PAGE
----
This means on the one hand that rare and valuable habitats for plants and animals are irrevocably lost and on the other hand that the CO2 stored in the moors is released. Furthermore, peatlands are important CO2 stores, which of course can no longer fulfill this function after they have been drained. Ultimately, this means that even more of this climate-damaging gas is released into the atmosphere, fueling climate change there. For these reasons, you should avoid peat-containing substrates, especially since there are good alternatives - such as compost or humus soil.
Do you even need special rose soil?
This question is more than justified, because in contrast to actually necessary special soils such as orchid, palm or potting soil, rose soil is by no means indispensable - on the contrary, because the “queen of flowers” is far from being as demanding as you might think could. A loose, well-drained garden soil that is as clayey as possible is exactly what you need - at least if there was no rose at the intended location.
Never plant a rose on top of a rose, it will almost certainly go wrong! Better look for a new place, because the tiredness of the soil only means that the new rose does not really want to grow and bloom. Even special rose soil does not help in this case, at most a complete soil replacement.
Mix rose earth yourselfYoutube
Much cheaper in terms of price - especially when it comes to supplying larger areas with rose soil - it is to mix an optimal substrate yourself. For this you need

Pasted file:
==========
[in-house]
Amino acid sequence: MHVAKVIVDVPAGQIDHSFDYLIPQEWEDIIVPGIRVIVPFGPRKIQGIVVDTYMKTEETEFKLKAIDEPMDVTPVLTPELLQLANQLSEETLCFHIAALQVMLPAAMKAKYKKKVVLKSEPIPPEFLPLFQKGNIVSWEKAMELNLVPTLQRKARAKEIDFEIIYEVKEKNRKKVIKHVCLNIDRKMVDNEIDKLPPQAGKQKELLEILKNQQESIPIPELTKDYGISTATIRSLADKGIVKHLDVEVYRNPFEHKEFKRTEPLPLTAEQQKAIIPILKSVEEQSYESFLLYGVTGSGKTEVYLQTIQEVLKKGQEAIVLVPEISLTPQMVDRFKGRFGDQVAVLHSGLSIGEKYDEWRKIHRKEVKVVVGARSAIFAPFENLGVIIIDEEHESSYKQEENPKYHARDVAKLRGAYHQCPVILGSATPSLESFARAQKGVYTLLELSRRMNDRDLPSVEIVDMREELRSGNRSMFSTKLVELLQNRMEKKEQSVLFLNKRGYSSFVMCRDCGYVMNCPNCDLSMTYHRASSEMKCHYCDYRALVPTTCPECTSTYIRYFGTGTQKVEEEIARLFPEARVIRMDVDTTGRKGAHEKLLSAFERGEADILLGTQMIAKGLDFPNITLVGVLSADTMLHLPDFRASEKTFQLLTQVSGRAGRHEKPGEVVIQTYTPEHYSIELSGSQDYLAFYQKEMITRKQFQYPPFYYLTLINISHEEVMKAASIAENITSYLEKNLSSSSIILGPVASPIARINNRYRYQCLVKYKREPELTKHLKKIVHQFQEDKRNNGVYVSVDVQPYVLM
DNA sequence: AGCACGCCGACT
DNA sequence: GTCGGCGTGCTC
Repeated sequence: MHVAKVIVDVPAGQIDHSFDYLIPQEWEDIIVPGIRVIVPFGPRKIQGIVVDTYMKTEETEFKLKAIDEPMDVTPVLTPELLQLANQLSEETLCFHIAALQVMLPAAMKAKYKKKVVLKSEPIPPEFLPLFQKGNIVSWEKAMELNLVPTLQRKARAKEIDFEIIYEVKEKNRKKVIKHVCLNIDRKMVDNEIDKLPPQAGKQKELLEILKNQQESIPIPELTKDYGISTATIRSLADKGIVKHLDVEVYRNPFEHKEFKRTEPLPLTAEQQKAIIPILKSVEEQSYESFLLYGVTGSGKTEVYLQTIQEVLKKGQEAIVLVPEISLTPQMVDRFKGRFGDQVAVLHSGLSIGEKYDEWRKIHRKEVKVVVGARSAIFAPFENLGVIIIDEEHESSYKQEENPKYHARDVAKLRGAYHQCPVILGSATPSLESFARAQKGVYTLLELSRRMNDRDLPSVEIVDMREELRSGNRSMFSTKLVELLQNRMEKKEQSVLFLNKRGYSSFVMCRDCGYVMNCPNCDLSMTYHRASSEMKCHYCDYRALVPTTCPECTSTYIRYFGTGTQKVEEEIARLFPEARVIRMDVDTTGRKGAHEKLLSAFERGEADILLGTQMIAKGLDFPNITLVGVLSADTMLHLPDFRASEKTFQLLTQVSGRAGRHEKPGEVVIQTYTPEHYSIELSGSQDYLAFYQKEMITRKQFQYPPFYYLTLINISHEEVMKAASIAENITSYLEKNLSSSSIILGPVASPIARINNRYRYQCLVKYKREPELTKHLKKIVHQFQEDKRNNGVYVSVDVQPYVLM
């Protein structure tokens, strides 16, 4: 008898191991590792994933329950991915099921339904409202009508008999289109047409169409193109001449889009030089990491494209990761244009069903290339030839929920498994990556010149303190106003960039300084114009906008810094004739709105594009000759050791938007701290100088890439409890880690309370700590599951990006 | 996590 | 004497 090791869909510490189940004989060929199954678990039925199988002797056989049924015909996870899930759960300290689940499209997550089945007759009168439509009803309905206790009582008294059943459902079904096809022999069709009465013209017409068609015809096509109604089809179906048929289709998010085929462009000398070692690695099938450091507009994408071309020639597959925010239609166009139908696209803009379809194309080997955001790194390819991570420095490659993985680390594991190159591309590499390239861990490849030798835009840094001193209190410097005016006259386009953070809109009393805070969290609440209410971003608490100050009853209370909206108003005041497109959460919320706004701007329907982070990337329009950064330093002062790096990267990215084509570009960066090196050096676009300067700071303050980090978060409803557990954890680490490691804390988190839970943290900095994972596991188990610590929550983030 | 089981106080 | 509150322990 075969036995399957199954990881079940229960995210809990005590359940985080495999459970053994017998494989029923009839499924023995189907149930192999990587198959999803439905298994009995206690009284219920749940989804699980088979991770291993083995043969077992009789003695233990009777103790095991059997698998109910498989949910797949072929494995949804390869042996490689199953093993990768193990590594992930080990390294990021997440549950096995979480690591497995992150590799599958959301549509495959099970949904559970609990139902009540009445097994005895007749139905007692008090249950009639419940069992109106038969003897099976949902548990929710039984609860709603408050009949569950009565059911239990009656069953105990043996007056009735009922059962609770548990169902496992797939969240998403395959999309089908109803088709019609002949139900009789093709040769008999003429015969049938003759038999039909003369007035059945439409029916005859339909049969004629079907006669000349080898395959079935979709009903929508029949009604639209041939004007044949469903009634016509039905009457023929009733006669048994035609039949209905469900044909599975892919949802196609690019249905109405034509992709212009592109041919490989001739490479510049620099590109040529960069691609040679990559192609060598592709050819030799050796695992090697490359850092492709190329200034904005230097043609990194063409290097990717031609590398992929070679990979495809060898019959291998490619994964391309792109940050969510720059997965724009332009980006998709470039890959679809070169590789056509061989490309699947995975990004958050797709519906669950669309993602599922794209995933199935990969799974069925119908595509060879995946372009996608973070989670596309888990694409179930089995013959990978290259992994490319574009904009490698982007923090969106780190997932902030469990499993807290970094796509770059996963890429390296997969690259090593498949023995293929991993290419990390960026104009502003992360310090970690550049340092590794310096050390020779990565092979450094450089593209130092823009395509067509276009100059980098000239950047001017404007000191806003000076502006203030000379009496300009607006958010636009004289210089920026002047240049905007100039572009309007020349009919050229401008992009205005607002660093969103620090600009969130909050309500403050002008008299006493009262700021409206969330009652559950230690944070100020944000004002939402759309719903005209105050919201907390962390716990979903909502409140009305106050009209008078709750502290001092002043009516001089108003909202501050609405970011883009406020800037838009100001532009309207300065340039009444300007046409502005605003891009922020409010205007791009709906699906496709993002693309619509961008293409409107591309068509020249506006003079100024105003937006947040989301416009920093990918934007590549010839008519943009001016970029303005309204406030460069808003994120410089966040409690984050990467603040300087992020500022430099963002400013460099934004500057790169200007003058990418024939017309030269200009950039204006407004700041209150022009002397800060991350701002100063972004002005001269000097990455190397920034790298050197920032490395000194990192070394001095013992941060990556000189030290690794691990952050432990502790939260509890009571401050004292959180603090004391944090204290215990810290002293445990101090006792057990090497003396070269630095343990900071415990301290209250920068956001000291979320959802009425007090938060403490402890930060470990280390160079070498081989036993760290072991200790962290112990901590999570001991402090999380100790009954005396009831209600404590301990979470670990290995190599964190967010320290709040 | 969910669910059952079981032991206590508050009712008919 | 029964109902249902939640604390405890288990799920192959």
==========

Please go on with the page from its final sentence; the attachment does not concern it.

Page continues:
- Humus-rich topsoil is sometimes available free of charge for collection or cheaply at the garden center
- Compost soil
- Lime or primary rock meal, horn shavings, (6.39 € at Amazon *) well-rotted cattle manure as long-term fertilization
Remember that roses have high nutritional needs. Now mix the mentioned ingredients in proportion
- 3 parts topsoil (or normal garden soil)
- 1 part compost soil / mature compost (preferably green waste compost)
- 1 part coarse sand
- 1 part fertilizer mixture
Incidentally, cattle manure is the perfect natural fertilizer for roses because it has the right composition of the required nutrients. If you cannot get cattle manure, you can also use pellets (available in the garden center). These also have the advantage that they stink less.
Now mix the mentioned components together thoroughly, for example with the help of a shovel in a wheelbarrow. Then use the finished, self-mixed rose soil for planting. You can use them both outdoors and in pots.
frequently asked Questions
Can you also plant roses in hydrangea soil?
We would advise against this, as hydrangea soil (also rhododendron soil, by the way) has an acidic pH value and is therefore not suitable for roses. The reverse is also true, because hydrangeas do not thrive in pH-neutral rose soil.
How often do I have to transplant roses in the tub?
Repot your potted roses about every two to three years in a larger container and in fresh substrate. On this occasion, always replace the soil completely so that the rose is again in loose, nutrient-rich soil.
What is the ideal pH for roses?
Roses prefer a pH-neutral to slightly alkaline soil with values between 5.5 and 7.0. The soil should contain as little salt as possible, because the trees are very sensitive to this. For this reason, purely mineral fertilization is not advisable.
If you use ready-made rose earth and do not use it up completely, seal the bag as airtight as possible. Not only will the substrate otherwise dry out and become unusable, fungus gnats can also colonize.